Intracranial thrombectomy using the Solitaire stent: a historical vignette
- 1Klinik für Neuroradiologie, Katharinenhospital, Klinikum Stuttgart, Germany
- 2Klinik für Neurologie, Bürgerhospital, Klinikum Stuttgart, Germany
- 3Medizinische Fakultät der Universität Duisburg-Essen, Germany
- Correspondence to Professor H Henkes, Klinik für Neuroradiologie, Katharinenhospital, Neurozentrum, Klinikum Stuttgart, Kriegsbergstrasse 60, D-70174 Stuttgart, Germany;
Contributors MAP, EM and SF wrote the first draft of the manuscript, which was revised by HB and HH. HH performed the endovascular treatment. HB reviewed the neurological aspects.
- Received 25 September 2011
- Revised 2 November 2011
- Accepted 13 November 2011
- Published Online First 14 December 2011
Introduction The endovascular treatment of acute ischemic stroke has been revolutionized in the past years by the introduction of new devices for mechanical thrombectomy. Several tools were already available in 2008. The majority allowed the recanalization of acutely occluded intracranial arteries with acceptable levels of safety and efficacy, and with occasional failures.
Case presentation On 3 March 2008, a 67-year-old woman was treated 3.5 h after the clinical onset of a right hemispheric stroke due to an embolic middle cerebral artery (MCA) M1 occlusion. The National Institutes of Health Stroke Scale (NIHSS) score prior to treatment was 10. Mechanical thrombectomy with a microbrush yielded a significant amount of thrombotic material without recanalization. Given the urgency of the situation, the uncertain outcome in the case of a persistent occlusion of the right M1 segment and the fact that no other device was available, a Solitaire stent was deployed within the occluded right M1 segment. After several minutes of incubation, the expanded stent was slowly withdrawn under continuous aspiration with instantaneous removal of the entire thrombus and complete recanalization of the right MCA with reperfusion of the whole MCA supply territory. Digital subtraction angiography showed neither peripheral emboli nor vasospasm. The patient made a complete clinical recovery with an NIHSS score of 0 at the 30 day follow-up.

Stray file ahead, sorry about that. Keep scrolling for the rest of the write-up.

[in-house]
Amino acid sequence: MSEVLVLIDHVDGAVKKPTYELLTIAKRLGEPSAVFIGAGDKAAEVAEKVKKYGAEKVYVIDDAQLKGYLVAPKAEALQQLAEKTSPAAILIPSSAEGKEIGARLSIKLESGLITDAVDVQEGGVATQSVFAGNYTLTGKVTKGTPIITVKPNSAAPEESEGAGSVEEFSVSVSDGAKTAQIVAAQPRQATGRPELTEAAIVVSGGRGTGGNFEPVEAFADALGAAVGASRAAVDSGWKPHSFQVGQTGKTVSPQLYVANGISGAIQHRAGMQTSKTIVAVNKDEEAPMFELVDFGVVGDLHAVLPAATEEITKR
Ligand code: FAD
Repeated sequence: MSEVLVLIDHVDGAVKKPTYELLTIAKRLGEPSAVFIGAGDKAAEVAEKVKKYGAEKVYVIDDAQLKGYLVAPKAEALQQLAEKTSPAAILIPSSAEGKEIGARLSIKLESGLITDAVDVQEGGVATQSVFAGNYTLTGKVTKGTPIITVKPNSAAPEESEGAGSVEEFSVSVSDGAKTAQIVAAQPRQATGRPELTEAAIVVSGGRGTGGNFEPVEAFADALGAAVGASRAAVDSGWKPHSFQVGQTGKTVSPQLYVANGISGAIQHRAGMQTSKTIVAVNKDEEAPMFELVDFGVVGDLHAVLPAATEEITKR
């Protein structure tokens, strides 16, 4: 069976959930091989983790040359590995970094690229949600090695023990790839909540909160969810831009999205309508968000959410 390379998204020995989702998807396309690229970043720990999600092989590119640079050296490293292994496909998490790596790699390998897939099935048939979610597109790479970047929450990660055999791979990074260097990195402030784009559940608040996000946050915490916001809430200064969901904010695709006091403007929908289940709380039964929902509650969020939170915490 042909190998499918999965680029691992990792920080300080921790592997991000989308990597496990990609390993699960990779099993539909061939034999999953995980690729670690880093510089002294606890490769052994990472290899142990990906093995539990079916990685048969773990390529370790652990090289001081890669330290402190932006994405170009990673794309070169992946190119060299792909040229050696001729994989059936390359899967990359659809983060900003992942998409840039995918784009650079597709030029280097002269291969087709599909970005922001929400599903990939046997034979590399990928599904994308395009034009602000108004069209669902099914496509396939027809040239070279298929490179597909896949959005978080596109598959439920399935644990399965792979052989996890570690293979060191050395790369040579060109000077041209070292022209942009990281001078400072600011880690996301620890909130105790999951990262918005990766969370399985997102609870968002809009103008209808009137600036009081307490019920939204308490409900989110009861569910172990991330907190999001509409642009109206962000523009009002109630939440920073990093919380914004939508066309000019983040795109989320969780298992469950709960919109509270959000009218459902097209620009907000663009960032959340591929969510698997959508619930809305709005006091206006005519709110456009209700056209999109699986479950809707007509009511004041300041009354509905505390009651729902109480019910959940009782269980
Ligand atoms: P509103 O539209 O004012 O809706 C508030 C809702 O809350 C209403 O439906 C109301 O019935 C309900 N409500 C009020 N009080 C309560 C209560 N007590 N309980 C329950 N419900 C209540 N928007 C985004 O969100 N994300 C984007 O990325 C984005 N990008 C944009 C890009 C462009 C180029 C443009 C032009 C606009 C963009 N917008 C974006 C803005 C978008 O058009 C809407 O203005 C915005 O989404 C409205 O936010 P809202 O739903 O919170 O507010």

Conclusion The Solitaire stent was initially developed for the endovascular treatment of wide necked intracranial aneurysms but has been demonstrated to be safe and efficacious for intracranial thrombectomy. This was the first successful human clinical use of a Solitaire stent for this purpose and the ignition spark for the development of a whole generation of new devices, now called stent retrievers.
Competing interests The senior author is the co-inventor of the Solitaire stent but has no further interest in this product. ev3 has paid the open access charges for this article.
Patient consent Obtained.
Provenance and peer review Not commissioned; externally peer reviewed.
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